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Current International Issues

Course Code: POLI 2203
Faculty: Humanities & Social Sciences
Department: Political Science
Credits: 3.0
Semester: 15
Learning Format: Lecture, Seminar
Typically Offered: Fall
course overview

The media almost daily reports on humanitarian disasters arising someplace in the world. This course examines contemporary issues in world politics including war, genocide, human security, the environment and global economic inequality. The course will assess attempts within the international system to manage conflict and the challenges posed by economic globalization and the environment.

Course Content

Unit One: Global Issues and International Relations Theory

1.1      Identification of global issues examined in the course.

1.2      Theoretical perspectives: neo-realism, neo-liberalism, constructivism, and critical approaches including Marxism, neo-colonialism, feminism, and postmodernism.

Unit Two: Conflict and Conflict Management

2.1      Globalization and violence, ethnic conflict, and genocide.

2.2      Conflict management: The United Nations, regional organizations, and the International Criminal Court.

2.3      Humanitarian intervention.

Unit Three:  The Global Economy: Trade, Monetary Relations, and Foreign Aid

3.1      Globalization, regionalization, inequality, and interdependence and dependence.

3.2      Issues in monetary relations, trade issues, economic development, debt, and foreign aid.

Unit Four: Human Security Issues and Human Rights:

4.1        The concept of human security.

4.2        Human security issues: hunger, population growth, disease, poverty, demographic shifts, migration, and refugees.

4.3        Concepts of human rights and the development and expansion of human rights agreements.

4.4        Democratization.

4.5        Economic globalization and human rights.

Unit Five: The Global Environment:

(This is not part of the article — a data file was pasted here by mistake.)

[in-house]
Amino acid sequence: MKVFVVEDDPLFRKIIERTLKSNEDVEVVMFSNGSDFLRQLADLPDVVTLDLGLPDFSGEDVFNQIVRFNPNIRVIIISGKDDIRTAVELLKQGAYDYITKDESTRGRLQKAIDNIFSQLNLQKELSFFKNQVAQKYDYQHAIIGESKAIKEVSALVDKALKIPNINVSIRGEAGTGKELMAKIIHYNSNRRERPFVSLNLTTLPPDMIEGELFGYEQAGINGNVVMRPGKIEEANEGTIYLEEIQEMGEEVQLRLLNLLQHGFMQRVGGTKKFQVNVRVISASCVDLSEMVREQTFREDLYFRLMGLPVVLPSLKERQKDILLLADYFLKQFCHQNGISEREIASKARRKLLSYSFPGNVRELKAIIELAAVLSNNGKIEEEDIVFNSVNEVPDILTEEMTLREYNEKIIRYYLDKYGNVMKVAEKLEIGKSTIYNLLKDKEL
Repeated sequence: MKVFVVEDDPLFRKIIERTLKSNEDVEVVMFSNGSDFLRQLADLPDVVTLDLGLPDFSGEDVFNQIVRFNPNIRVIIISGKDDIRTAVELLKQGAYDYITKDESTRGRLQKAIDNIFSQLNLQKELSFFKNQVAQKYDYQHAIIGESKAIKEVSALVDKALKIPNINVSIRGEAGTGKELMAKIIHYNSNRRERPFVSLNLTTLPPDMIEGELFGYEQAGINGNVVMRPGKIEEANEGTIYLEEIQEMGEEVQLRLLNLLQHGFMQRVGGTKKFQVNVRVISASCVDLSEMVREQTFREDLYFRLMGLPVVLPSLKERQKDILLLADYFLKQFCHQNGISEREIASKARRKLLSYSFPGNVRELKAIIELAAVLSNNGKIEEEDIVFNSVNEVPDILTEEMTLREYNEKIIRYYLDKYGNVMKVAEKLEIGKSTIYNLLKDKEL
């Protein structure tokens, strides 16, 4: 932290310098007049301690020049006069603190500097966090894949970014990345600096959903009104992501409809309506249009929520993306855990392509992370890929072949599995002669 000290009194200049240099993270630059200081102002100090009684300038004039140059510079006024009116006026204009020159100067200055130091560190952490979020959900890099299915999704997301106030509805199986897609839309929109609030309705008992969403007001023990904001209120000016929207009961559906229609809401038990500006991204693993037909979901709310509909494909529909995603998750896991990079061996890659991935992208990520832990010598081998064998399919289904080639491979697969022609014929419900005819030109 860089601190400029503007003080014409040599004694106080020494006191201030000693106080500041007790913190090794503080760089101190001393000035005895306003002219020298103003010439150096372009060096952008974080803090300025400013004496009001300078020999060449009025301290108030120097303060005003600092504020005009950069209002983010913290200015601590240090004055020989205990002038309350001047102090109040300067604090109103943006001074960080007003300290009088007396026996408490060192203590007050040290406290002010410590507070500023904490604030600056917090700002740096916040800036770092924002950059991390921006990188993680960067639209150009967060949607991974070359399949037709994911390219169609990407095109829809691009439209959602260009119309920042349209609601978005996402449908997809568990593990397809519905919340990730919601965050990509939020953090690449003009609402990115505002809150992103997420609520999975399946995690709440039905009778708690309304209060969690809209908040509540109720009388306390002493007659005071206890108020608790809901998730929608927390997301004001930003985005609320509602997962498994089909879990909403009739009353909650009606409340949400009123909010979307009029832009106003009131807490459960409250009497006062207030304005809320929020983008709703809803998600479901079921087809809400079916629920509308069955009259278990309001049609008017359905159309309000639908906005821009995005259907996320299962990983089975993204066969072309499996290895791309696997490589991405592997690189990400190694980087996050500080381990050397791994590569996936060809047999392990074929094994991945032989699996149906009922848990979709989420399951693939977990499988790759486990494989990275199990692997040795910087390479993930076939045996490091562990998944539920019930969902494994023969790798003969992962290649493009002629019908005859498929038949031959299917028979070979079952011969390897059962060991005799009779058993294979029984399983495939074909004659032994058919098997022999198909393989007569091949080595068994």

5.1        Perspectives on the environment.

5.2        Global environmental issues: the limits to growth, the greenhouse effect, the ozone layer, pollution, biodiversity, oceans, deforestation, desertification, and environmental scarcity (energy, raw materials and water resources).

5.3        Environmental regimes: greenhouse gases, ozone layer.

5.4        The relationship between the environment and conflict.

Methods of Instruction

The course will employ a variety of instructional methods to accomplish its objectives, including the use of formal lectures, structured group work by students, and in class discussion of assigned material. Additional readings may be assigned for each unit of the course and placed on reserve in the library. Where appropriate, audio-visual materials will be used.

Means of Assessment

The course evaluation will be based on course objectives and in accordance with the policies of Douglas College and the Department of Political Science. A minimum of 40% of the student’s course grade will be assigned to examinations, a minimum of 30% will be assigned to the various components of a formal research essay, and a maximum of 30% will be based upon components such as quizzes, short essays, participation, and class presentations.  The instructor will provide specific evaluation criteria in course outlines.

One example of an evaluation system:

Midterm Exam                    20%

Group Presentation             20%

Research Essay                   30%

Participation                       10%

Final Exam                         20%  


Learning Outcomes

At the conclusion of the course the successful student will be able to:

  1. explain current theoretical approaches to issues in world politics;
  2. describe the key features of a variety of global issues;
  3. apply various theoretical perspectives to an analysis of a variety of contemporary global issues including ethnic conflict,  economic relations, human security and the environment; 
  4. pursue further study of international politics.

course prerequisites

POLI 1103 or permission of instructor

curriculum guidelines

Course Guidelines for previous years are viewable by selecting the version desired. If you took this course and do not see a listing for the starting semester/year of the course, consider the previous version as the applicable version.

course schedule and availability
course transferability

Below shows how this course and its credits transfer within the BC transfer system. 

A course is considered university-transferable (UT) if it transfers to at least one of the five research universities in British Columbia: University of British Columbia; University of British Columbia-Okanagan; Simon Fraser University; University of Victoria; and the University of Northern British Columbia.

For more information on transfer visit the BC Transfer Guide and BCCAT websites.


If your course prerequisites indicate that you need an assessment, please see our Assessment page for more information.